By Brook Harmon
Subway recently released a statement stating it would not be using any kind of meat that has been treated with antibiotics. In the next few years the company wants to be entirely antibiotic-free in its restaurant chain, starting with chicken this March and turkey sometime next year. Subway also hopes to follow within the next six years with both pork and beef. According to Reuters, Subway’s competitors such as Chipotle and McDonald’s plan to make a very similar change one day.
The main reason Subway is changing its policy is because the company has recently been targeted by advocacy groups petitioning for the change. Subway released a statement to its producers, so they could be prepared for the change. Despite the possible uproar caused by some, Subway is moving forward with its antibiotic-free implementation. Reuters states that feeding antibiotics to livestock “could lead to antibiotic-resistant superbugs, a health hazard for humans.”
Many farmers are very upset with Subway’s decision. Farmers want to assure the public that animal welfare really is in the best interest of the farmers. Antibiotics are often used as a treatment to increase growth and productivity of the animals; however, farmers also administer antibiotics to their animals when they are sick in order to improve their well-being. Animal antibiotics were made to help sick animals and nurse them back to health, just like human antibiotics.
If farmers stop giving antibiotics to their livestock, they might as well just put a bullet in the animals’ heads; otherwise, they might just have to watch them suffer.
Farmers use the antibiotics to increase the weight of the animals and help the animals stay alive and healthy. If the animals weigh more, they obviously have more meat for the farmer to profit from. At the same time, the animals are being treated to ensure a better-quality life. If animals are stricken with disease, they shouldn’t have to live out their lives without being treated. That is cruel.
Humans have been ingesting meat with antibiotics for many years and nothing has changed, other than people becoming more cognizant of what they are putting into their bodies. Many advocacy groups have been mixing up the difference between antibiotics and standard growth hormones. When an animal is given antibiotics, the farmer is required to leave that animal on the ranch until the antibiotics have left its system. There is a certain time period created by the FDA for this process. When animals are given growth hormones they stay in the meat for the rest of their lives and humans then ingest them. It is not even necessarily the antibiotics in the meat that are unhealthy for human consumption, but instead the meat that was given the growth hormones.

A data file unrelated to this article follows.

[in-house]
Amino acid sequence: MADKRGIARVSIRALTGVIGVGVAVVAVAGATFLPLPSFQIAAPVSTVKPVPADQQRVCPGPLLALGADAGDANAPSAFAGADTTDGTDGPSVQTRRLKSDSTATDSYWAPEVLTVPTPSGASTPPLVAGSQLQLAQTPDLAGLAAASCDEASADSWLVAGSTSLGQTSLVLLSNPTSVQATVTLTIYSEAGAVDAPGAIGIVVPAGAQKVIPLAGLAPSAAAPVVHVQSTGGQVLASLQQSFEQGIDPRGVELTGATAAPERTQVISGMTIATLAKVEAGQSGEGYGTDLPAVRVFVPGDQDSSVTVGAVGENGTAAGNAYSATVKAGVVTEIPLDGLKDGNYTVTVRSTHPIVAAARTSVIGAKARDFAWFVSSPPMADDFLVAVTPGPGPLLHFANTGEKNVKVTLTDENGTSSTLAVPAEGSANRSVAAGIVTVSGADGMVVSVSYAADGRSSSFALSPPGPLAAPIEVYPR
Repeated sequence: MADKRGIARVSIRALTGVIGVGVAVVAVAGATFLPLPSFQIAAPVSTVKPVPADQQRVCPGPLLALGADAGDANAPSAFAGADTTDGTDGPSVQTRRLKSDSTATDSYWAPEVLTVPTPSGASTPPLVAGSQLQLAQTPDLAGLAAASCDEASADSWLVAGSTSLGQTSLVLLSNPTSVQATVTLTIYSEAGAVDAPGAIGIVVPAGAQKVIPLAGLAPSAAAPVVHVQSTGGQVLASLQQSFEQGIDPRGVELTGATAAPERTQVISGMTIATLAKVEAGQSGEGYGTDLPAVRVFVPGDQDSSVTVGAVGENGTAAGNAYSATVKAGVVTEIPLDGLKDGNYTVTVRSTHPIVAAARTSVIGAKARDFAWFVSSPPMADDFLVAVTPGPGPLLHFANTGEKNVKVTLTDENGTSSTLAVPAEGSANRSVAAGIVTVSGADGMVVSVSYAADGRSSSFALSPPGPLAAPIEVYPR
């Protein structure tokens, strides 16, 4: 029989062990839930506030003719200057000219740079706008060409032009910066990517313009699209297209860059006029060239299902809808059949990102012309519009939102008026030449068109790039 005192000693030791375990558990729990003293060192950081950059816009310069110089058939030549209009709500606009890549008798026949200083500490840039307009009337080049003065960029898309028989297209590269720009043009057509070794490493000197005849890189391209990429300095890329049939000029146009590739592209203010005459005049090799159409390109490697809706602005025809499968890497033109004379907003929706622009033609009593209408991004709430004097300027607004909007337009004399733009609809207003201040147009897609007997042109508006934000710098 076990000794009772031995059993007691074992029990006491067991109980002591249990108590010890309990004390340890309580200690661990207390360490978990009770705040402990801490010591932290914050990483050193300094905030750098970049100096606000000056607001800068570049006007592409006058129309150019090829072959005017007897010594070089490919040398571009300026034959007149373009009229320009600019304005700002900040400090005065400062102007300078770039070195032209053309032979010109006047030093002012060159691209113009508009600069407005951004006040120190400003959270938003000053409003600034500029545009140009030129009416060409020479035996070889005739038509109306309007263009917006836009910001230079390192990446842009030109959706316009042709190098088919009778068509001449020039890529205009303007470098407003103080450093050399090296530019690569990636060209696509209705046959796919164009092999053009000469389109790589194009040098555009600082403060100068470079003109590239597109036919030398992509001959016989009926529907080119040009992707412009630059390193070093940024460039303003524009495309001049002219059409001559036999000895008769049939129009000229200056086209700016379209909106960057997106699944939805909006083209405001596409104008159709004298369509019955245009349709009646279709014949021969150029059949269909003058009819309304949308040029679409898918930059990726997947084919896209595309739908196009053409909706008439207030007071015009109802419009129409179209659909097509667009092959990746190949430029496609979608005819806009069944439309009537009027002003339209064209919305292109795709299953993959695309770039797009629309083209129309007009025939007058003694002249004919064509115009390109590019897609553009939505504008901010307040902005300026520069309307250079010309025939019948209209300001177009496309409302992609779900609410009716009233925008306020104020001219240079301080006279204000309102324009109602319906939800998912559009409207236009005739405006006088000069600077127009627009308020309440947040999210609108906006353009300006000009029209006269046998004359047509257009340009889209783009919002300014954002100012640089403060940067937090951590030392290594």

I cannot agree with Subway’s decision. I know the ropes of growing up on a farm. And because of growing up on a cattle ranch, I know the importance of taking care of a sick animal. It is the humane, right thing to do. If an animal was given an antibiotic, it truly needed it.
It is neither fair nor ethically right for an animal to suffer because a company didn’t want to deal with the real problem: the uneducated people who have not taken enough time to research the implications animals would face if companies like Subway moved forward and implemented this change. People should know that cattle and other livestock given antibiotics are not the real danger, but growth hormones are what we should be concerned with.
Animals depend on their owners to take care of them. If an animal is sick and needs to be taken care of, it depends on us to make it feel better. It is important to factor in the quality of life for these farm animals while they are alive.
Subway and other companies alike should consider the well-being of animals in making these pressing decisions. We must not forget to show compassion to our furry and feathery friends. Reconsider your moves, Subway.
Brook Harmon studies ecology. She can be reached at firstname.lastname@example.org and on Twitter @TheSagebrush.